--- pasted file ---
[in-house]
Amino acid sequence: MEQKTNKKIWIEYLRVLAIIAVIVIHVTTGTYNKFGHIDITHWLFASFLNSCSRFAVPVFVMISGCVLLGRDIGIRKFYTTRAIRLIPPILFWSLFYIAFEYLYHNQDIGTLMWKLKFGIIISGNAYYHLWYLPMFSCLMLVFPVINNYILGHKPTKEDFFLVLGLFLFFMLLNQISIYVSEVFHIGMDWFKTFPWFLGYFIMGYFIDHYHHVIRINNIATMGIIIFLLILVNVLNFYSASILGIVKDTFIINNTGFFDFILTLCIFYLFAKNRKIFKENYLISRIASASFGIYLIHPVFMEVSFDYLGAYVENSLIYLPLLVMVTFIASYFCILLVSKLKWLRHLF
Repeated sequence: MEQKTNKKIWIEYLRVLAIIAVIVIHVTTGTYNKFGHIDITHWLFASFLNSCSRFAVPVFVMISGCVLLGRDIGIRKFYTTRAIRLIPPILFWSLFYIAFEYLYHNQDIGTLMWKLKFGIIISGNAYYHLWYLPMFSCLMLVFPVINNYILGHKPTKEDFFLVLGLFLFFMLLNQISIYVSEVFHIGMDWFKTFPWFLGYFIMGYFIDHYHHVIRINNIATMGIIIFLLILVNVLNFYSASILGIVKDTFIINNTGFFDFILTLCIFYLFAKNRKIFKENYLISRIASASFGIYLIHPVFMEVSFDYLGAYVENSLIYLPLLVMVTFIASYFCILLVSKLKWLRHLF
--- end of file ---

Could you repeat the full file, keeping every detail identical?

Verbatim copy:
[in-house]
Amino acid sequence: MEQKTNKKIWIEYLRVLAIIAVIVIHVTTGTYNKFGHIDITHWLFASFLNSCSRFAVPVFVMISGCVLLGRDIGIRKFYTTRAIRLIPPILFWSLFYIAFEYLYHNQDIGTLMWKLKFGIIISGNAYYHLWYLPMFSCLMLVFPVINNYILGHKPTKEDFFLVLGLFLFFMLLNQISIYVSEVFHIGMDWFKTFPWFLGYFIMGYFIDHYHHVIRINNIATMGIIIFLLILVNVLNFYSASILGIVKDTFIINNTGFFDFILTLCIFYLFAKNRKIFKENYLISRIASASFGIYLIHPVFMEVSFDYLGAYVENSLIYLPLLVMVTFIASYFCILLVSKLKWLRHLF
Repeated sequence: MEQKTNKKIWIEYLRVLAIIAVIVIHVTTGTYNKFGHIDITHWLFASFLNSCSRFAVPVFVMISGCVLLGRDIGIRKFYTTRAIRLIPPILFWSLFYIAFEYLYHNQDIGTLMWKLKFGIIISGNAYYHLWYLPMFSCLMLVFPVINNYILGHKPTKEDFFLVLGLFLFFMLLNQISIYVSEVFHIGMDWFKTFPWFLGYFIMGYFIDHYHHVIRINNIATMGIIIFLLILVNVLNFYSASILGIVKDTFIINNTGFFDFILTLCIFYLFAKNRKIFKENYLISRIASASFGIYLIHPVFMEVSFDYLGAYVENSLIYLPLLVMVTFIASYFCILLVSKLKWLRHLF